Tips for helping language development

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Story by Asmaa Chaudhry

Whatever your background, research tells us that simple exposure to English in a stimulating environment will create competent speakers of English in a brief period of time. But most parents aren’t content to settle back and wait to see what happens.

We want to provide our children the support they need and to identify and address problems early, rather than waste precious time that could have been spent providing critical early intervention You may do a lot by making your house a language rich environment. For instance, talk to your kid about what you’re doing and where you’re going. Repeat and expand upon what your kid says, and read to your child.

A lot of parents have found baby signs useful as a means of reinforcing early language abilities and acting as a bridge for spoken words. Parent training programs for enhancing kids’ language will also be available in many communities. Most early intervention is family focused, and will also supply you with techniques to facilitate and to support speech and language development at home. Get a hearing test.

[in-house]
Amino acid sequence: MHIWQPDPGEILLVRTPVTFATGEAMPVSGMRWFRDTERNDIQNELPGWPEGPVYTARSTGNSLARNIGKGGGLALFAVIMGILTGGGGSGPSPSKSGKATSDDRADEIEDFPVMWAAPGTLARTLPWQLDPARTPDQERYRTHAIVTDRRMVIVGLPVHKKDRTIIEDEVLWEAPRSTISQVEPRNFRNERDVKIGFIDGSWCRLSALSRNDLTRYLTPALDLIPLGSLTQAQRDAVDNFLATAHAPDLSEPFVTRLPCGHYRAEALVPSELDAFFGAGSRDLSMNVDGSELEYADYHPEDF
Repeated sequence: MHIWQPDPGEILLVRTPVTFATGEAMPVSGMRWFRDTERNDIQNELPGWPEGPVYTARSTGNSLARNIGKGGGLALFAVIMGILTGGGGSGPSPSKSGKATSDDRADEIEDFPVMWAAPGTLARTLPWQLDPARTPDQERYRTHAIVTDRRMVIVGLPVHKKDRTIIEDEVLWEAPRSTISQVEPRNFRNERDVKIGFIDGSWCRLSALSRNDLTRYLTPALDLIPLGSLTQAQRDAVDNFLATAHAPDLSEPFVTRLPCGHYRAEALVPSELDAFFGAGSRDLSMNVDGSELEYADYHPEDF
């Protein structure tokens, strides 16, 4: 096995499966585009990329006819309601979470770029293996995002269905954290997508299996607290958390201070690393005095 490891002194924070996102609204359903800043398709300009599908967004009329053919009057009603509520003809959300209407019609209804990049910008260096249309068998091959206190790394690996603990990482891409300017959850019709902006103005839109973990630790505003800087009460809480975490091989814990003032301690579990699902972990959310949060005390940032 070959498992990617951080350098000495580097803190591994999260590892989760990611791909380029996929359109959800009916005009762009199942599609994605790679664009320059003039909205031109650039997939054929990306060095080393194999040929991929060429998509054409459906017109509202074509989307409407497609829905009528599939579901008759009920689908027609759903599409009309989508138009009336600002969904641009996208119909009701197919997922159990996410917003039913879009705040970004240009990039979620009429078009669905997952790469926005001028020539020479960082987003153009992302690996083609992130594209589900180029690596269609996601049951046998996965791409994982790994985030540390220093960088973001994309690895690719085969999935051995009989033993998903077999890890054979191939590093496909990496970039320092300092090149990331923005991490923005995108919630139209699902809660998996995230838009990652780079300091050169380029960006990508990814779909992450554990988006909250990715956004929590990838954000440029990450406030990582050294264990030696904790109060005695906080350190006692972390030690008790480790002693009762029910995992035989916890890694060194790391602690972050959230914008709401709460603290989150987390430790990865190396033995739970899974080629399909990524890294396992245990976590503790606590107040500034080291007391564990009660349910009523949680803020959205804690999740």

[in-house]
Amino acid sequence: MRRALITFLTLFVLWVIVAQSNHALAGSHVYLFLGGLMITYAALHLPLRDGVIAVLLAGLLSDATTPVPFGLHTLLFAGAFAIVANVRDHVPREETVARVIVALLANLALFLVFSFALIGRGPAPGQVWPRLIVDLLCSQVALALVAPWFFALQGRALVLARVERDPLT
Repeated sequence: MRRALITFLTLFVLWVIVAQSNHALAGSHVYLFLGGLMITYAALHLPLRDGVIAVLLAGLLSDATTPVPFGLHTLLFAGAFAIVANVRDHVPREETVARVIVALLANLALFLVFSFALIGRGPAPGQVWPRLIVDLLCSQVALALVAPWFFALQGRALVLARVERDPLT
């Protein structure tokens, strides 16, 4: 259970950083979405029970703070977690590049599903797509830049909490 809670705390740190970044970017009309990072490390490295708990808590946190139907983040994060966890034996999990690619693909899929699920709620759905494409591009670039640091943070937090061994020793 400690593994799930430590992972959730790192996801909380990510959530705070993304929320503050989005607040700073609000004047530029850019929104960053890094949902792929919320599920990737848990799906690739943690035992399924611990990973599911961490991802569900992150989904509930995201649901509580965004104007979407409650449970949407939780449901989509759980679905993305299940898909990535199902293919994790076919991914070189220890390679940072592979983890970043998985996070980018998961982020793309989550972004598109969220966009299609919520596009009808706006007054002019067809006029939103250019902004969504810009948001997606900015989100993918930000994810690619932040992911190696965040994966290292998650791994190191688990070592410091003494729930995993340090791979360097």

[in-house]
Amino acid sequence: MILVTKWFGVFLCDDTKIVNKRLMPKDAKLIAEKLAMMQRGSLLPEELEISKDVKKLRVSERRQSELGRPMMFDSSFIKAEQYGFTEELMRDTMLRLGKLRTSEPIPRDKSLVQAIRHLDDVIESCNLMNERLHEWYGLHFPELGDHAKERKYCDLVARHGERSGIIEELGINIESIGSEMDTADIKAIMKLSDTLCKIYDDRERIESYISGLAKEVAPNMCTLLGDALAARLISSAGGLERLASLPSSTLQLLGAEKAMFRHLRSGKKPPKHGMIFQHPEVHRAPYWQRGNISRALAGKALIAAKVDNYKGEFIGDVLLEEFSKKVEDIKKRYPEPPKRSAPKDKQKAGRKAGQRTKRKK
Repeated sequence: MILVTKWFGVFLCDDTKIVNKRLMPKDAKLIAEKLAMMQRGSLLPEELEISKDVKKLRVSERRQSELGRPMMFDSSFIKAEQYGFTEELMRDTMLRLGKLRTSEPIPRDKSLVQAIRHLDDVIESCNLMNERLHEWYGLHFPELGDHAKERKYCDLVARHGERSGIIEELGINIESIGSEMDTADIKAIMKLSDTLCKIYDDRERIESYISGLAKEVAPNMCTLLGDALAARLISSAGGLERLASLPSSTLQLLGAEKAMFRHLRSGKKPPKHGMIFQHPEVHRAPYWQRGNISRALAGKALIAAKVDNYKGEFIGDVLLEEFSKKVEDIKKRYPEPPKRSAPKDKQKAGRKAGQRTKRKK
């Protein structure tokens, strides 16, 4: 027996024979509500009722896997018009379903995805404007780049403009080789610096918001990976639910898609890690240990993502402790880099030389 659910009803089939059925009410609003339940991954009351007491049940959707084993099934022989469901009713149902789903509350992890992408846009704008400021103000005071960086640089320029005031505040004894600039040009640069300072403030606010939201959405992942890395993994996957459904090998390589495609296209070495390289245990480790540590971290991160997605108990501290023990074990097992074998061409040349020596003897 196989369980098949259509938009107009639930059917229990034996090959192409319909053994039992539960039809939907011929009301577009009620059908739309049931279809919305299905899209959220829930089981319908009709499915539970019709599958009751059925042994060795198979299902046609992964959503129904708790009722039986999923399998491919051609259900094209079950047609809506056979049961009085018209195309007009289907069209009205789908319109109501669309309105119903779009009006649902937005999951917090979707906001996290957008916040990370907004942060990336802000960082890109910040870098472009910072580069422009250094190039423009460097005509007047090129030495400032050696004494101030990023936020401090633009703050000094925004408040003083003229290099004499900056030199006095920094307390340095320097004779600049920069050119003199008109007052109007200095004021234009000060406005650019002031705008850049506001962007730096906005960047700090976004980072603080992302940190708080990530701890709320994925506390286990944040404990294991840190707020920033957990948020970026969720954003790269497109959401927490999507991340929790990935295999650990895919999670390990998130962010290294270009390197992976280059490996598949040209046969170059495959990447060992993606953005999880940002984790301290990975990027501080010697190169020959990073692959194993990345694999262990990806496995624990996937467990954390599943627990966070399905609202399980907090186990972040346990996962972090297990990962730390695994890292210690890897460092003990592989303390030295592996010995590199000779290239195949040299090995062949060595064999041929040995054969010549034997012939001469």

All internationally adopted kids must have their hearing tested as quickly as possible after returning home. Consider it comparable to the newborn hearing screenings which are routinely done before kids are sent home from the hospital. Good hearing is important for speech and speech development, and you would like to know that your kid is beginning this job with all the necessary tools.

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